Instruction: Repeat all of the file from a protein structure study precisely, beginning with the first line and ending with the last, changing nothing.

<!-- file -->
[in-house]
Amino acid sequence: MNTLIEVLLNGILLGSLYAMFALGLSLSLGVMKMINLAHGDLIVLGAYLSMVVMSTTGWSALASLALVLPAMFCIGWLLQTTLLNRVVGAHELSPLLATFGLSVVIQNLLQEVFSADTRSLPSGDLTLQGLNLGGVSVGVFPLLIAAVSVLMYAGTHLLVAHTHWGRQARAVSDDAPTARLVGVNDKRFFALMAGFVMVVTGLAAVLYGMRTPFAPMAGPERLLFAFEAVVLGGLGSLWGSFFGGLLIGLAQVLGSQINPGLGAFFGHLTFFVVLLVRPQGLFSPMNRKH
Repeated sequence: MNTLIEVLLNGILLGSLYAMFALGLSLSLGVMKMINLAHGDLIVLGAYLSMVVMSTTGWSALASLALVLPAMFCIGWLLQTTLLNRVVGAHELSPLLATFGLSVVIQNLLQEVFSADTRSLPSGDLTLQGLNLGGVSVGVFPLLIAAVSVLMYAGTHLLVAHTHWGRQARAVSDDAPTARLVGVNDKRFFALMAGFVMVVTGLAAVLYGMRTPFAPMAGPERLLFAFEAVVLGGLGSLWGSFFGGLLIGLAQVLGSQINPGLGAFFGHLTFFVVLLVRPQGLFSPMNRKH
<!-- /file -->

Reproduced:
[in-house]
Amino acid sequence: MNTLIEVLLNGILLGSLYAMFALGLSLSLGVMKMINLAHGDLIVLGAYLSMVVMSTTGWSALASLALVLPAMFCIGWLLQTTLLNRVVGAHELSPLLATFGLSVVIQNLLQEVFSADTRSLPSGDLTLQGLNLGGVSVGVFPLLIAAVSVLMYAGTHLLVAHTHWGRQARAVSDDAPTARLVGVNDKRFFALMAGFVMVVTGLAAVLYGMRTPFAPMAGPERLLFAFEAVVLGGLGSLWGSFFGGLLIGLAQVLGSQINPGLGAFFGHLTFFVVLLVRPQGLFSPMNRKH
Repeated sequence: MNTLIEVLLNGILLGSLYAMFALGLSLSLGVMKMINLAHGDLIVLGAYLSMVVMSTTGWSALASLALVLPAMFCIGWLLQTTLLNRVVGAHELSPLLATFGLSVVIQNLLQEVFSADTRSLPSGDLTLQGLNLGGVSVGVFPLLIAAVSVLMYAGTHLLVAHTHWGRQARAVSDDAPTARLVGVNDKRFFALMAGFVMVVTGLAAVLYGMRTPFAPMAGPERLLFAFEAVVLGGLGSLWGSFFGGLLIGLAQVLGSQINPGLGAFFGHLTFFVVLLVRPQGLFSPMNRKH